Our Friends in the North is considered one of the greatest British television dramas ever made and launched the careers of its actors, including Christopher Eccleston and Daniel Craig. It has now been adapted for radio and brought up to date with a new episode scheduled for 2020.
The original series was a landmark of British television, weaving together the fortunes of four friends from Newcastle over nine episodes set between 1964 and 1995.
When the show aired in 1996, it starred Eccleston as the idealistic Nicky, Gina McKee as the pragmatic Mary, Mark Strong as the upwardly mobile Tosker, and Daniel Craig as the downtrodden Geordie.
“I hadn’t watched it for years and years and years,” says its writer Peter Flannery, who has now revisited it to adapt it for BBC Radio 4.
“I think it held up pretty well. The writing was good, the production was exceptionally good, and the strength of the acting kept it young.”
The show’s characters were rocked by state-of-the-nation storylines that painted a bleak picture of a country with rotten political and police machinery.
Much was inspired by real events, such as a corruption scandal in the 1970s involving local northeast politicians, a property developer and a Home Secretary; and the Money for Westminster Matters case in the 1990s.
Not much has changed, Flannery believes.
“Major themes of foolishness and corruption in local and national government have never gone away,” he says. “I think the spread of pornography and violence against women has gotten worse.
“And the thing that I still find most disturbing, and I did at the time, is the appalling state the Metropolitan Police are in.”
Flannery often described Our Friends Up North as “a posh soap opera with something to say”. But he didn’t write the new episode himself. “I had finished what I had to say.”
Instead, the 10th episode, which takes the story to 2020, was penned by Manchester-born writer Adam Usden.
At 33, Usden was too young to appreciate the series when it first came out, but now recognizes it as “a stone cold masterpiece”.
He says: “The scope and scale of it is staggering. Not just the timeline, but the scale of the issues it deals with. At the same time, it’s incredibly intimate. Its heart is the focus about these extremely compelling events, extremely personal stories.
“It’s like a photograph – you kind of have the background and the foreground in focus at the same time.”
Writing in The Guardian when the series turned 25 last year, Stuart Heritage agreed it had stood the test of time. “Boy, does it hold up: as drama, as commentary, as a time capsule, as a showcase for young talent.”
He added: “Sometimes watching a show about how bad things are in the last third of the 20th century from a 2021 perspective makes you want to shout at the characters how good they have it.”
The original episodes took place against the backdrop of a different social or political event, such as the general election or the 1984 miners’ strike.
In his 2020 book The Age of Static: How TV Explains Modern Britain, Phil Harrison wrote that “the quartet felt like living and breathing representatives of us, as we grappled with the dilemmas of era”.
The show “remains a resonant work to this day,” he said, “partly because in conclusion, the feeling lingered that the baby boomer generation at its heart wasn’t quite finished. its upheavals.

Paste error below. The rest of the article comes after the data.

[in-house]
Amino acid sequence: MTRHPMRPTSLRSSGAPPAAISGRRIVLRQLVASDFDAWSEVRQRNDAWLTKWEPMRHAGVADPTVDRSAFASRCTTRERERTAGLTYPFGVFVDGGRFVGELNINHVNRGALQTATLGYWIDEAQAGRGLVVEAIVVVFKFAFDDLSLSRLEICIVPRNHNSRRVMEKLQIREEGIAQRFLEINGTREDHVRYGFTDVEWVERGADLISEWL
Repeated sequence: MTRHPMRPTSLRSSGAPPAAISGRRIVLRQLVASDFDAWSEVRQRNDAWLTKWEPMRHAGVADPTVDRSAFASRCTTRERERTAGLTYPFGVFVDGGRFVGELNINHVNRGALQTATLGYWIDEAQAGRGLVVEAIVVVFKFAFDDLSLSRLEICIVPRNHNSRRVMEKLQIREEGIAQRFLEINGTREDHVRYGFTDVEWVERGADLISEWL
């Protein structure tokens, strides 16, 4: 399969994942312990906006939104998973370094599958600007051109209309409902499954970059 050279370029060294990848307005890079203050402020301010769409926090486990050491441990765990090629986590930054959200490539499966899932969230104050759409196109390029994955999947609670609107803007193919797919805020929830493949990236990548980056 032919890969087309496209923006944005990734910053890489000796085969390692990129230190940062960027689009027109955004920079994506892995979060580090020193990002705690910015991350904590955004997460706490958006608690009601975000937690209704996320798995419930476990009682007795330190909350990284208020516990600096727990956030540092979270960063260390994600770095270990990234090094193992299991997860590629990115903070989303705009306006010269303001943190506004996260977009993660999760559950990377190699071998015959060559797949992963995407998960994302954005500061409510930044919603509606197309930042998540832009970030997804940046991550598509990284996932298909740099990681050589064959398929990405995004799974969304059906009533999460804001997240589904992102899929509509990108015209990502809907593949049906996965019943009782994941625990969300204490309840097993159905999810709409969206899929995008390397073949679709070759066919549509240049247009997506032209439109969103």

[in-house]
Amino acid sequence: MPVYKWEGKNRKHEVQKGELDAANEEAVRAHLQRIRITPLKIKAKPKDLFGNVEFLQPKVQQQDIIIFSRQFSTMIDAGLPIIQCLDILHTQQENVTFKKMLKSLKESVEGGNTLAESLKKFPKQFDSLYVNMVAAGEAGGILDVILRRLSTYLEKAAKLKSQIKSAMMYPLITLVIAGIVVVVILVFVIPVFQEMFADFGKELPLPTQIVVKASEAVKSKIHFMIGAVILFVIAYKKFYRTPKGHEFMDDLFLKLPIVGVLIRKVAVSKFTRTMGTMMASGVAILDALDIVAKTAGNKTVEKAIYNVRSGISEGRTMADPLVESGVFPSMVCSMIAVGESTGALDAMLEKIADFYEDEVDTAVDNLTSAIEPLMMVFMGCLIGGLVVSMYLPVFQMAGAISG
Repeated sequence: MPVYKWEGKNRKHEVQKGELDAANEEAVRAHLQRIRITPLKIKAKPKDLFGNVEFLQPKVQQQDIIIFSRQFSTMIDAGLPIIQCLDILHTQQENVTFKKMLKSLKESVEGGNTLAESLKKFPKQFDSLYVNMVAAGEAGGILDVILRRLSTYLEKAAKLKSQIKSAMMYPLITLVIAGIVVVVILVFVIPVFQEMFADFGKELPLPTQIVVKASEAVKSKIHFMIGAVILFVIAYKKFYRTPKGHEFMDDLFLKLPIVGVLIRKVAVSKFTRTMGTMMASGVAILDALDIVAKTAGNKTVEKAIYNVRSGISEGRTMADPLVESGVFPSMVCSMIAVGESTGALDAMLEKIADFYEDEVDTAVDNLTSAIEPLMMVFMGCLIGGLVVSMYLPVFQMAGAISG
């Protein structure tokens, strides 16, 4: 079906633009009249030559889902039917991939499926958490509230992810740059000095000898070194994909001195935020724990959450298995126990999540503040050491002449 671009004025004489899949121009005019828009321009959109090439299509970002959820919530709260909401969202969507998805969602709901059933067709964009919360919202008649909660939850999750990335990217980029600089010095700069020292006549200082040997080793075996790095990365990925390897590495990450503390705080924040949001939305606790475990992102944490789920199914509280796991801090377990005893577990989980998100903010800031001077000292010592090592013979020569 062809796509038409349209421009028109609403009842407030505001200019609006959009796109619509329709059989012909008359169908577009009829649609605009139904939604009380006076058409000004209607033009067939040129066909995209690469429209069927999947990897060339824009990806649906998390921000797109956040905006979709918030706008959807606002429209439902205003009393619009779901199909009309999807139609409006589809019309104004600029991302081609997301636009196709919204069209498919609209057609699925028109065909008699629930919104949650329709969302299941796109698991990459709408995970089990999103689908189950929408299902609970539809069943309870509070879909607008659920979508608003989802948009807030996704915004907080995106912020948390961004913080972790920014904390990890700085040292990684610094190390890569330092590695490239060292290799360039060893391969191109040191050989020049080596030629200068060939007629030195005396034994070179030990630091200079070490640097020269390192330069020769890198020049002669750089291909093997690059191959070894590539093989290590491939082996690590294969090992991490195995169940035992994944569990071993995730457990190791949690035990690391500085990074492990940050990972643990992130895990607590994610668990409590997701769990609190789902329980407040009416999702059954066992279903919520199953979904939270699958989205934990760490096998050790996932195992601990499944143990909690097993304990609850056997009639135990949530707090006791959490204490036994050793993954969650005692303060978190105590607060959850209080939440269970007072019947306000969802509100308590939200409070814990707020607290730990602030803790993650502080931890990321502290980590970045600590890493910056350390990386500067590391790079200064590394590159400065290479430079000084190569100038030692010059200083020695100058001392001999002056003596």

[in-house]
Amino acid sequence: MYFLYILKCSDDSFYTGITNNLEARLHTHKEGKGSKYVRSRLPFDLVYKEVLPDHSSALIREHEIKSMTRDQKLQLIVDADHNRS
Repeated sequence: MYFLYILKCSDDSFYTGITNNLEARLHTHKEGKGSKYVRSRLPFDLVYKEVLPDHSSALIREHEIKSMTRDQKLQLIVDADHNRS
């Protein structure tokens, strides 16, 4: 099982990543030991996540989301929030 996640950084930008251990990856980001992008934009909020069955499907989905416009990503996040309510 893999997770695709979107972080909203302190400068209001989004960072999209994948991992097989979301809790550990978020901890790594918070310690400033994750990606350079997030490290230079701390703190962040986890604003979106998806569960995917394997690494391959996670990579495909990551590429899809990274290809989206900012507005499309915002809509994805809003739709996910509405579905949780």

“Two decades later – in the EU referendum in June 2016, to be precise – that suspicion would prove to be well-founded. The referendum would probably have split the four friends in two.”
It wouldn’t be a stretch to imagine Nicky and Mary arguing with Tosker over Brexit in the 2020 installment, with Geordie forgetting there was a referendum but feeling the effects the most.
“These debates certainly creep in,” Usden says. “One of the main story threads in this episode follows Tosker’s grandson, who was in the last scene of the previous series. He has a factory that ships parts and has been very affected by the bureaucracy that come.”
Like Flanagan, Usden tried to balance the personal and the political. One of the original’s other big themes was about how parents affect – in other words, spoil – their children.
“I wanted to build on that sense of how the previous generation had shaped and impacted the people who came after them in ways that no generation has ever fully understood,” he says.
“It was almost the perfect story to be able to pick up 25 years later, and to be able to take these main characters of Tosker, Mary, Nicky and Geordie and show how they had shaped the next generation, sometimes intentionally and often from a way they may not have intended to do.”
Flanagan says he “never really thought” about what might have happened to his four friends after the series ended.
“When I was asked at the time what happened to Geordie, I think my standard response was, ‘He’ll probably be dead in a doorway within a few months.
“It was a failed color. He has nothing to back him up. He lost all his friends again. But I hadn’t really thought about it.”
If they are still alive, the foursome will be over 70 by 2020. But Usden is reluctant to reveal what happened to them in his new episode.
“All of them at least are referenced in some way, and throughout, because it’s about their influence and impact on those who followed them,” he says.
“I absolutely pick up the characters and story threads from the original series, but hopefully in surprising ways, and maybe not always the characters or stories you might expect.”
Our Northern Friends is on BBC Radio 4 Thursdays at 2.15pm and on BBC Sounds.